Nope, you can’t go abroad to dodge student loan repayments
The rumours are sadly unfounded
You’ve probably heard that you can avoid paying back your student loan by escaping overseas during your twenties. Someone in the pub has probably, conspiratorially, outlined the ruse: that through some government loophole, you can make that £20,000 to £40,000 debt disappear by hiding out somewhere cool like America or somewhere even cooler like South America for a period somewhere in the region of four to seven years.
Isolation in the rainforest would be worth it if you never heard from Student Finance again, but it’s all rubbish. You can’t get out of paying back your loan by leaving the country. Student Loans Company advice states:
“Anyone with an annual salary of over £17,335 is required to repay their loan and they pay 9% of their earnings over this threshold. If you are living overseas we work out your monthly repayment schedule using the same principles as for those who live in the UK. So, you will repay 9% of your earnings over the repayment threshold for the country you are living in.”
And the government confirms there is a system. “If you go abroad for more than 3 months, complete an overseas income assessment form to provide your bank details so you can pay by Direct Debit.”
You know it’s not ethical to thieve education and run off abroad – but the rumours were so seductive, the reasoning (of that mate in the pub) so compelling. Is there no way? Unfortunately, as Martin Money Saver, who’s always had the back of students and graduates explains:
“You do have to pay back your loan from abroad. The student loan has been set up as a contract, not a tax, therefore, the fact that you’re no longer living in the UK doesn’t affect that contract. The rules state you’re still obliged to repay based at 9% of all earnings above the local equivalent of) £21,000 a year.”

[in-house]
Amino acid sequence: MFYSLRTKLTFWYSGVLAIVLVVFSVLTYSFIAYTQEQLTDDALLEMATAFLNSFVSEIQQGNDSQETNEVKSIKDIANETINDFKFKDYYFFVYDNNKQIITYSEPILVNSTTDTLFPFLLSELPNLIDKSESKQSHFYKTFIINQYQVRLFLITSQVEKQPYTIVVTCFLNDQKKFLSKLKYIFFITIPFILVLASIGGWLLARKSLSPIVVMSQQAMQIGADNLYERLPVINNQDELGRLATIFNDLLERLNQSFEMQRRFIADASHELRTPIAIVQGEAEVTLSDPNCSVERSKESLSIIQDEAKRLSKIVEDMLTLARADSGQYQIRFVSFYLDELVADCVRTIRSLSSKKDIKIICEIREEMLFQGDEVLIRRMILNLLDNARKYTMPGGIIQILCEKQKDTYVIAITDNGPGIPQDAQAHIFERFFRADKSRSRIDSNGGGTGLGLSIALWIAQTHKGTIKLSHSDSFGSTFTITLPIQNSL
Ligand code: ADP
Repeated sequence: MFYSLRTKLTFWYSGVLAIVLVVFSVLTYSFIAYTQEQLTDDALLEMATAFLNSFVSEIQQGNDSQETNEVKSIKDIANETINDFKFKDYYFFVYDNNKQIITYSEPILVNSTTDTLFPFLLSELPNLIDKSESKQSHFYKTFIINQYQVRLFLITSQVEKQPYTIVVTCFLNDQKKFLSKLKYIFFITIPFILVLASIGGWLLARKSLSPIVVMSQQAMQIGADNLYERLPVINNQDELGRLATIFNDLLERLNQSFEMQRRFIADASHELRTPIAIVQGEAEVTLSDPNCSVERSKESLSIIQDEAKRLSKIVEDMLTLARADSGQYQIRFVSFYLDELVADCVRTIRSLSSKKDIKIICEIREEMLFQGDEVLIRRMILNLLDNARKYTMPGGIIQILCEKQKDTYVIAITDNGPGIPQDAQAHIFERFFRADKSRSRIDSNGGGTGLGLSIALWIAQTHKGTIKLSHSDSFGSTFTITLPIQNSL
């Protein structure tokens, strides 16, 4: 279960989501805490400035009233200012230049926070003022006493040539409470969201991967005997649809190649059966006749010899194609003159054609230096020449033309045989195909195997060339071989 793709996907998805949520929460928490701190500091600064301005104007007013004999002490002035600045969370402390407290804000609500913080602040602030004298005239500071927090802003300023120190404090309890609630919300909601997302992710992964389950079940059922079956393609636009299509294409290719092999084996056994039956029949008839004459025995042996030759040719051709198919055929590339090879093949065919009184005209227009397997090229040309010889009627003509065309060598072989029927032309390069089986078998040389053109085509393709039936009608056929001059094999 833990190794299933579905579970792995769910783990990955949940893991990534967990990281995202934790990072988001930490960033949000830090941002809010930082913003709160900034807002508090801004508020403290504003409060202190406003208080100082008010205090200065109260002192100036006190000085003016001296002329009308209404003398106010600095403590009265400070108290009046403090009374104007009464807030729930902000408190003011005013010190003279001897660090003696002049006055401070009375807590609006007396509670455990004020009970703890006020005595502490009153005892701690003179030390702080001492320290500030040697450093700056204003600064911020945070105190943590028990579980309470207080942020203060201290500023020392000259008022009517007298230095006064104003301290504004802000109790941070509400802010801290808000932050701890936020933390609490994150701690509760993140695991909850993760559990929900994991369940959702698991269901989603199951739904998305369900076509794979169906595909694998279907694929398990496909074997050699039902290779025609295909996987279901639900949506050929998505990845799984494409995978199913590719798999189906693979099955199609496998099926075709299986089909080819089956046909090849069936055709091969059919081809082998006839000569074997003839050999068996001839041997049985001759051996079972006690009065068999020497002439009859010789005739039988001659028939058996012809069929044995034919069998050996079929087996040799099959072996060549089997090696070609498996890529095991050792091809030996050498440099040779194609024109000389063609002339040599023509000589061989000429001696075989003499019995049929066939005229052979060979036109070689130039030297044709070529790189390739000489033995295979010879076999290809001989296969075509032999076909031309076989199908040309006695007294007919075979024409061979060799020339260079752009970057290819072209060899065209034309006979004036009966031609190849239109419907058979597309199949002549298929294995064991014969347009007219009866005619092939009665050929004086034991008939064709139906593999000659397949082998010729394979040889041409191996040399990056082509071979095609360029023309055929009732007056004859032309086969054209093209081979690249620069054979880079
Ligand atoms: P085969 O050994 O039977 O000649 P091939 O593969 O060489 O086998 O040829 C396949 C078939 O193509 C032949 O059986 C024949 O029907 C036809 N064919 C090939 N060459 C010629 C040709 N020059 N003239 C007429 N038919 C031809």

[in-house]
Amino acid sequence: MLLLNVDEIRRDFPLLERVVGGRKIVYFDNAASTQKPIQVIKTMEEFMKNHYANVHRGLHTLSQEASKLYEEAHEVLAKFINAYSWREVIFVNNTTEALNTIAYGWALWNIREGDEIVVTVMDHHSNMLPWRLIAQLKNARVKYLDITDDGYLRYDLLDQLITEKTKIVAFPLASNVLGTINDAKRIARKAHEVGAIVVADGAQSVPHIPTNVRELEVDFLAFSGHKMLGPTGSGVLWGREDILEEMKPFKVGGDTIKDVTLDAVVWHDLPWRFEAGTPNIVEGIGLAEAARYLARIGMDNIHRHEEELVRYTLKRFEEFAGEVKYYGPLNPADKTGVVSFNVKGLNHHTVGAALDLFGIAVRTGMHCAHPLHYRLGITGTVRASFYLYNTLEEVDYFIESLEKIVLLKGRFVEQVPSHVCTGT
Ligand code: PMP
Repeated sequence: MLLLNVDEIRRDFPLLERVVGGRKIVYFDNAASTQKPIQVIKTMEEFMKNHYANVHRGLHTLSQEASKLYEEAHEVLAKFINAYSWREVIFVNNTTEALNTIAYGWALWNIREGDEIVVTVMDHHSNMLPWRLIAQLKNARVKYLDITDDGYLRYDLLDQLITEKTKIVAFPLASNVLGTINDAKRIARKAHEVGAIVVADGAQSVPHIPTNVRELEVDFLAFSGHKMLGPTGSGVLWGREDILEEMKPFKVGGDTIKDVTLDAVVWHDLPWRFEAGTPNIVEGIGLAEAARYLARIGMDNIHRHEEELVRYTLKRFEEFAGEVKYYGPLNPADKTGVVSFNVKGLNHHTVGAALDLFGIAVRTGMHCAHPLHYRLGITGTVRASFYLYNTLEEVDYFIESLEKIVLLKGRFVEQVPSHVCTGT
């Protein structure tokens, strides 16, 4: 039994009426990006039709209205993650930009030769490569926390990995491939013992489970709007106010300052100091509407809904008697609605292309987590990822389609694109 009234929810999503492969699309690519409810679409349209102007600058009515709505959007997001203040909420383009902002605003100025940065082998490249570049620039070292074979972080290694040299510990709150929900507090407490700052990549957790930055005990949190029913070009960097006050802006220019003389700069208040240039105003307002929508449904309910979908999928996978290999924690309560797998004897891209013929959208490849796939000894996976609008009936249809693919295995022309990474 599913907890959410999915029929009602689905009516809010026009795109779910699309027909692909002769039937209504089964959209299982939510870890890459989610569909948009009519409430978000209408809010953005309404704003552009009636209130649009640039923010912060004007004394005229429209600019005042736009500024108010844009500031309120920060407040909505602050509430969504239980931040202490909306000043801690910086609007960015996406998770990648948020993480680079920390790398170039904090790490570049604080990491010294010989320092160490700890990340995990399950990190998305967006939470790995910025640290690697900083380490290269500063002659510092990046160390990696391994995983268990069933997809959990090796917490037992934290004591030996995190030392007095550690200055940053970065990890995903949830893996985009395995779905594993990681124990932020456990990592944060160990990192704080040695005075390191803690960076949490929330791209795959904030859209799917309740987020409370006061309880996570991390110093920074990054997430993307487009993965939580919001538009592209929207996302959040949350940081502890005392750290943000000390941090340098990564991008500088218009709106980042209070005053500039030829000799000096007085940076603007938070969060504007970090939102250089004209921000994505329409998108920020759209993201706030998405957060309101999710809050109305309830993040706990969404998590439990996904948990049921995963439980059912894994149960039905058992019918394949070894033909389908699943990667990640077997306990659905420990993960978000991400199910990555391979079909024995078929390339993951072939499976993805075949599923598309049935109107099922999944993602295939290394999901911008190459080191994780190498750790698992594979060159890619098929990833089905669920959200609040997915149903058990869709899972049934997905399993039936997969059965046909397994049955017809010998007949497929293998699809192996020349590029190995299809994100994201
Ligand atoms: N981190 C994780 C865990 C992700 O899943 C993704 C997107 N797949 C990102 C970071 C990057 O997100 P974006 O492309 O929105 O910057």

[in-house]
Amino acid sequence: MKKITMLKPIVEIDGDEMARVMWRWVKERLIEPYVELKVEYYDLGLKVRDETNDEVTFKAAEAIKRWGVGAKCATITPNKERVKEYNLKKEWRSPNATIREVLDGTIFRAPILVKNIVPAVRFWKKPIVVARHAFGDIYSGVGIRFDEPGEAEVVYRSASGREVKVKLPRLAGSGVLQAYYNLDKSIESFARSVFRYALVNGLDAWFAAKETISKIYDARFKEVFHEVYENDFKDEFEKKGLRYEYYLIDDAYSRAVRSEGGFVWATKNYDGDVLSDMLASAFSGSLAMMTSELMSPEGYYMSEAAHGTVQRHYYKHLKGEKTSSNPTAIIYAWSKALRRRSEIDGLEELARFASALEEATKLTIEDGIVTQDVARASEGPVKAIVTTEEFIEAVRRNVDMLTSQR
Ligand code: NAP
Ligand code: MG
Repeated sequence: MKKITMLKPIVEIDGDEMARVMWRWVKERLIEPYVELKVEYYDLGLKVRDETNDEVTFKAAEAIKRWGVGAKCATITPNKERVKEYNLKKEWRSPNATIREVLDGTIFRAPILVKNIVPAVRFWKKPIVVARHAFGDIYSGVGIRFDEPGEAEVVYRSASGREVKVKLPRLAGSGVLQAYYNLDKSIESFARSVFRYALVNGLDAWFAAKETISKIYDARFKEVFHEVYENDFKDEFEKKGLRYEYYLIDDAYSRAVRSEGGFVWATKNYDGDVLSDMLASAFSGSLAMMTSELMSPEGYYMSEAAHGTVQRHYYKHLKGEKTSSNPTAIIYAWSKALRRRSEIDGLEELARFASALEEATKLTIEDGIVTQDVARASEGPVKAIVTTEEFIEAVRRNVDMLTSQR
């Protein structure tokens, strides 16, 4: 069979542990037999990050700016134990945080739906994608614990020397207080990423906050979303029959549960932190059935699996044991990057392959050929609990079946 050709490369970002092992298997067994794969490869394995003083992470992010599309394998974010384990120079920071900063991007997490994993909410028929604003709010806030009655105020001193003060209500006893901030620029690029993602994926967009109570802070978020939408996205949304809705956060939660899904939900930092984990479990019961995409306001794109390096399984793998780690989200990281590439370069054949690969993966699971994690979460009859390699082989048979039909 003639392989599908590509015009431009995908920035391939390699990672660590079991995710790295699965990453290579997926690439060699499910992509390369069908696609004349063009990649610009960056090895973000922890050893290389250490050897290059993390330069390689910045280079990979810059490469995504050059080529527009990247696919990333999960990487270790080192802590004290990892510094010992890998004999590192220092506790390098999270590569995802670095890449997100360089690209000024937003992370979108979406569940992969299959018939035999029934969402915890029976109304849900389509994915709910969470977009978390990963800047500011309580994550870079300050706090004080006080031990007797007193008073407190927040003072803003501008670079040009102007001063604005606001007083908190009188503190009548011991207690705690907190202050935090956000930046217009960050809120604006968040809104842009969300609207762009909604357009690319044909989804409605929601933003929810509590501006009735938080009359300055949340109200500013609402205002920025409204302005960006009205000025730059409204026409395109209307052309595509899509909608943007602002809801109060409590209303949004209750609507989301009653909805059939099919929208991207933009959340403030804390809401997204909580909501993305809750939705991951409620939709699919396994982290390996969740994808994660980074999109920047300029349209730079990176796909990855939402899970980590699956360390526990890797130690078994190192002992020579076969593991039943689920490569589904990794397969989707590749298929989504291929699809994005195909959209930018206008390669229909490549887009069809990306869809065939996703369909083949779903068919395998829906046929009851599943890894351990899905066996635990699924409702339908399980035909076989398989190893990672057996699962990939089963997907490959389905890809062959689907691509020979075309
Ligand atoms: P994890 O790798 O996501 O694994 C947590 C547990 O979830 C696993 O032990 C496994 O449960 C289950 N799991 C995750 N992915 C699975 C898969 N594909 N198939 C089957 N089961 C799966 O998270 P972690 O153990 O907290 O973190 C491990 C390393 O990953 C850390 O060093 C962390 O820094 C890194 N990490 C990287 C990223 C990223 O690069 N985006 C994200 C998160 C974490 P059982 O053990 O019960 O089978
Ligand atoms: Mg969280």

What the government don’t tell you are that there are “substantial penalties” if you try and get away without paying from the safety of an exotic island.
“If we ignore the moral obligation to repay the state for the education it provided you, the real question here isn’t “do I have to”, but “how can they make me? This is an issue of enforcement. Certainly if you temporarily leave the UK and come back having missed some payments, expect to be pursued.”
They actually really mean this. The government are now hiring bailiffs overseas to knock on your door on the other side of the world and get your loan money back. They’ve predicted that if more and more of us emigrate and evade our loan repayments, they’ll be short by £330billion by 2044. For years the government has also been conspiring to issue a black mark on your credit rating if you try to dodge your loan, but that’s a lot less intimidating than your possessions being seized as payment.
There is still a way, if you’re brave enough
If you’re willing to abandon England forever, go into hiding and stop paying tax to avoid investigators, you might just pull it off. Martin says:
“If you move abroad permanently, never to return, there may be no attempt to pursue you in a foreign court. But there are no guarantees of that.”
On the downside this would mean probably never seeing your family again and living like a fugitive Ronnie Biggs, sipping margaritas and dreaming of England. The more viable option is to cruise by on minimum wage, either at home or on a palm beach in Papua New Guinea. The result will be the same though – if you earn below the minimum threshold either here or there then you won’t pay anything back. Though what was the point in doing a degree in the first place?